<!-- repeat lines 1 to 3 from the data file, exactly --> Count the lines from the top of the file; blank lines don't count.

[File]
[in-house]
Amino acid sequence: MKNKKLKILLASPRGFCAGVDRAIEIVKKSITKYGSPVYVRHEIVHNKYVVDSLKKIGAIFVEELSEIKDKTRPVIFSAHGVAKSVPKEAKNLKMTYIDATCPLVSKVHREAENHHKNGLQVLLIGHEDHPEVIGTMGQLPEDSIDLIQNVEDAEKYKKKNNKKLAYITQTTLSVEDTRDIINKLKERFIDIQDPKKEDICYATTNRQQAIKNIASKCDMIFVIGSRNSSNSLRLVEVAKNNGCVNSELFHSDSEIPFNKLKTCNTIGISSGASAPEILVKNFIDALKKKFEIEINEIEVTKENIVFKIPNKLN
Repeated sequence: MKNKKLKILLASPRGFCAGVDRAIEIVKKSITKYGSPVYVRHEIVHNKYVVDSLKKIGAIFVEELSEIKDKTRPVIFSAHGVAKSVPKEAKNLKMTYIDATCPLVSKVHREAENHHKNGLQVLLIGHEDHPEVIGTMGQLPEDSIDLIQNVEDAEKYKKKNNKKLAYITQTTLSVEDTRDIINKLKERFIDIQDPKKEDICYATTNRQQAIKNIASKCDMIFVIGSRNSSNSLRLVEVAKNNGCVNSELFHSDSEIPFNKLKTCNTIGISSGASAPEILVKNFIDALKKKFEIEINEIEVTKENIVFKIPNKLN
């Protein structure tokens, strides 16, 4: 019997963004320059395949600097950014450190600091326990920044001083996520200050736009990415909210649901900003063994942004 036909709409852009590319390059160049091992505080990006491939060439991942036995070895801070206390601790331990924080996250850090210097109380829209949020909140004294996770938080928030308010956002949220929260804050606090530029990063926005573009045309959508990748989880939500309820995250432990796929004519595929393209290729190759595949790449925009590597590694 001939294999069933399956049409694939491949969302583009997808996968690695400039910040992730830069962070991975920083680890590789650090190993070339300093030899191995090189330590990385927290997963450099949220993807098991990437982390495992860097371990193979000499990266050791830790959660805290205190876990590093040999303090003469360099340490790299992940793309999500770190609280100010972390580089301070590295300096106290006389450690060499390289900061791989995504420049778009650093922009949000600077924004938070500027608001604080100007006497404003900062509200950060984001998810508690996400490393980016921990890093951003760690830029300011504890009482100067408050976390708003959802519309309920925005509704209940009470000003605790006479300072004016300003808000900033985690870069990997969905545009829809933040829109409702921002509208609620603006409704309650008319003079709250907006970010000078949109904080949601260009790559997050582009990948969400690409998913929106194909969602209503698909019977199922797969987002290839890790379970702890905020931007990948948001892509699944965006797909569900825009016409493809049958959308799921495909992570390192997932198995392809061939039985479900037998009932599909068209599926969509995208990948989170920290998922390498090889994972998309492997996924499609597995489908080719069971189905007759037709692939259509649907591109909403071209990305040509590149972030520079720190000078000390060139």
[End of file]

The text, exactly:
[in-house]
Amino acid sequence: MKNKKLKILLASPRGFCAGVDRAIEIVKKSITKYGSPVYVRHEIVHNKYVVDSLKKIGAIFVEELSEIKDKTRPVIFSAHGVAKSVPKEAKNLKMTYIDATCPLVSKVHREAENHHKNGLQVLLIGHEDHPEVIGTMGQLPEDSIDLIQNVEDAEKYKKKNNKKLAYITQTTLSVEDTRDIINKLKERFIDIQDPKKEDICYATTNRQQAIKNIASKCDMIFVIGSRNSSNSLRLVEVAKNNGCVNSELFHSDSEIPFNKLKTCNTIGISSGASAPEILVKNFIDALKKKFEIEINEIEVTKENIVFKIPNKLN
Repeated sequence: MKNKKLKILLASPRGFCAGVDRAIEIVKKSITKYGSPVYVRHEIVHNKYVVDSLKKIGAIFVEELSEIKDKTRPVIFSAHGVAKSVPKEAKNLKMTYIDATCPLVSKVHREAENHHKNGLQVLLIGHEDHPEVIGTMGQLPEDSIDLIQNVEDAEKYKKKNNKKLAYITQTTLSVEDTRDIINKLKERFIDIQDPKKEDICYATTNRQQAIKNIASKCDMIFVIGSRNSSNSLRLVEVAKNNGCVNSELFHSDSEIPFNKLKTCNTIGISSGASAPEILVKNFIDALKKKFEIEINEIEVTKENIVFKIPNKLN